Celebrity Dermatologist Lists 6 Signs Of Skin Cancer That You Shouldn't Ignore

A little fun in the sun is good for you and your mental health, which is why we feel happier during sunnier days compared to gloomy ones. While it can be very tempting to spend hours in the sunshine, the importance of sunscreen cannot be stressed enough.

We're grateful to the sun for giving us life and happiness, but spending too much time in the sun without sun protection is really bad for you. "We are exposed to ultraviolet and infrared light every day that produces free radicals in our skin," dermatologist Diane Madfes, MD told Byrdie. Dr. Madfes added that free radicals contribute to premature aging, and sunscreen can protect our skin.

Overexposure to the sun doesn't just age your skin but can also cause skin cancer. Therefore, the American Academy of Dermatology Association recommends that everyone over six months wear sunscreen with SPF 30 or higher that has broad-spectrum protection, protecting you from the harmful UV rays that cause aging and burning.

Though most people know it's essential to wear sunscreen, many neglect it to get a tan or feel lazy. However, skin cancer is the most common cancer in the country, where 20% of Americans will develop it by age 70, per the Skin Cancer Society. People of all ethnicities can get skin cancer, and it's crucial to use SPF daily and avoid overexposure to the sun. In an exclusive interview with The List, Dr. Karan Lal of Affiliated Dermatology tells us the six signs of skin cancer.

Don't neglect these 6 signs of potential skin cancer

Most people who know of skin cancer may not know how it looks as it can look different from one individual to another, per Skin Cancer Society.

The List spoke exclusively with Arizona-based Dr. Karan Lal; a double-board certified adult and pediatric dermatologist who is a diversity equity and inclusion committee member for the American Society of Dermatologic Surgery. 

Dr. Lal told us, "[First is] asymmetry. If a spot cannot be cut in half and look the same on both sides, get it checked out. [Next,] borders, if you have a spot that has irregular or smudgy borders, it's time to see your board certified-dermatologist." The third is color, "Pink and brown make us frown. If you have a mole that has a pink hue, please circle it and get it evaluated," he added.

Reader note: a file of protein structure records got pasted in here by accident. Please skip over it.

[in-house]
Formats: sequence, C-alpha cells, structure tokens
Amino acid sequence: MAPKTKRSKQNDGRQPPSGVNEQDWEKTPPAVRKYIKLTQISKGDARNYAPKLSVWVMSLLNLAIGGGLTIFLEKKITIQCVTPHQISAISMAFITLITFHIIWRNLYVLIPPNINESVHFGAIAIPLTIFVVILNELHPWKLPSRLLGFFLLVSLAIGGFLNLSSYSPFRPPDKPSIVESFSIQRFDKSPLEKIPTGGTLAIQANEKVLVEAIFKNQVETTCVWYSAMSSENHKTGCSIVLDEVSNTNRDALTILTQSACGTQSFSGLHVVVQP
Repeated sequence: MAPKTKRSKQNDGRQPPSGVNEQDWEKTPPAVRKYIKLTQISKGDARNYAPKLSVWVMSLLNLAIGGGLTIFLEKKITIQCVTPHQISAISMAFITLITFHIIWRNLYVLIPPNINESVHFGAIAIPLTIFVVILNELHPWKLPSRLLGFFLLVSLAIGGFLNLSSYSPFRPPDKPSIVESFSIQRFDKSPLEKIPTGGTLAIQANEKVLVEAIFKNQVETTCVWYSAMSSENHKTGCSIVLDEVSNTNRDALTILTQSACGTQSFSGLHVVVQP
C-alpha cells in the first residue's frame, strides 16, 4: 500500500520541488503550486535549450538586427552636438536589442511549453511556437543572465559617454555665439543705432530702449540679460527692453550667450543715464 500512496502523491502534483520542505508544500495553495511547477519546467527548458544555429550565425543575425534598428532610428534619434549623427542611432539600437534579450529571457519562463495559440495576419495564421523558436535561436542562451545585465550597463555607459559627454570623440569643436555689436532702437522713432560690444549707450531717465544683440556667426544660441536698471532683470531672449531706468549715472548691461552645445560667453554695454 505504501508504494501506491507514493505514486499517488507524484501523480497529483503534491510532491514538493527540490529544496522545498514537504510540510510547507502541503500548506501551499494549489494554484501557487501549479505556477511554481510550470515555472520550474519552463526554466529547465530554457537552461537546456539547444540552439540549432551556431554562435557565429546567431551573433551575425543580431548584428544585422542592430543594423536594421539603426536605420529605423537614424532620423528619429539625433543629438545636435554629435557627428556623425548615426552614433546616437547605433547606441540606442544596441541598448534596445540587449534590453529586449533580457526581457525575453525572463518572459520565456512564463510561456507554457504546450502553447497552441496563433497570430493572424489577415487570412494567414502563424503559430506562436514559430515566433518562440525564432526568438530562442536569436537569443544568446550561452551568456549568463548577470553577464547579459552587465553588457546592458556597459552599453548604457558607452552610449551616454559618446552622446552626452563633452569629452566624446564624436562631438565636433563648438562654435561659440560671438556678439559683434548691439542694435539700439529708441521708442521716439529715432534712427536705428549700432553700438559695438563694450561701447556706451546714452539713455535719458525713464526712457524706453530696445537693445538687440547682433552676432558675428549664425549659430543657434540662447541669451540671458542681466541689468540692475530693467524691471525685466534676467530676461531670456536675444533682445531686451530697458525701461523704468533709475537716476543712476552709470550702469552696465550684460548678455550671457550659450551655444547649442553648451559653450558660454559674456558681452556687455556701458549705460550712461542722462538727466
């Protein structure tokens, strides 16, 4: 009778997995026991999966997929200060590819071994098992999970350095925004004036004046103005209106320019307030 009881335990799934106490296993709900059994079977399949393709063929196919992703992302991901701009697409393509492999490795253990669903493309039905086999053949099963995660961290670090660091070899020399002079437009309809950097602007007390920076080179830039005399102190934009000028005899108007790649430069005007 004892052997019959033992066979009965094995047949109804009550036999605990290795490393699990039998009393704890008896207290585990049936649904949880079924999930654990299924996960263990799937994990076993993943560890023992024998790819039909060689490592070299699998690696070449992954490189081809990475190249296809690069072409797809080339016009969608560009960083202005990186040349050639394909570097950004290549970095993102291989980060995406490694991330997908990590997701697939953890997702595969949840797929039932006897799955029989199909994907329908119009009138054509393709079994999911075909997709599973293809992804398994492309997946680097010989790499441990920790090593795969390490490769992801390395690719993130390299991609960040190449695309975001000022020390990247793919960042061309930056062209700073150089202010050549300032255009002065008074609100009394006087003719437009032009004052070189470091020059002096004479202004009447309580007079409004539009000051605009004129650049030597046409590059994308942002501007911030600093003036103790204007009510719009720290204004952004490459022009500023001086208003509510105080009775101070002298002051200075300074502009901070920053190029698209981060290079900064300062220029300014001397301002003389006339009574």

The fourth sign is the size. Dr. Lal said, "Anything with a diameter bigger than a pencil eraser that is new needs an assessment." And the fifth sign of skin cancer is evolution; if you notice any spot that is changing, bleeding, or painful — you'll want to see a dermatologist as well.

The final sign that could signify skin cancer resembles reality mogul Khloe Kardashian's recent health scare, a zit that won't go away. Dr. Lal said, "If you have a pimple that doesn't heal, or a dark line in your nail, or super crusty bump, please get it checked." If you notice any changes on your skin out of the ordinary, it's best to take preventative measures and see a professional. 

There is more than one kind of skin cancer

The Skin Cancer Foundation recommends checking your skin once a month to see if there is anything "new, changing, or unusual" because early detection can help treat it and save your life. That being said, there are four main types of skin cancer: basal cell carcinoma, squamous cell carcinoma, melanoma, and Merkel cell carcinoma.

Basal cell carcinoma (BCC) primarily affects the areas of your body exposed to the sun. It is the most common skin cancer that affects about 3.6 million people a year in the country. Squamous cell carcinoma (SCC) is the second most common type of skin cancer, affecting about 1.8 million Americans annually. It often appears on areas exposed to the sun, and tanning can cause it too.

Melanoma is the third most common cancer and can look like moles or develop from them. Melanoma can appear on any part of the body irrespective of sun exposure, though the sun and UV tanning beds are the leading causes. About 197,700 melanoma cases are expected for 2022. Merkel cell carcinoma is the rarest (about 3,000) but most dangerous form of skin cancer, where you develop tumors on parts of the body exposed to the sun and is linked to the Merkel cell polyomavirus. It kills about 700 people a year.

The National Foundation for Cancer Research recommends using sunscreen, avoiding tanning beds, being aware of your risks, and getting regular screenings to prevent skin cancer.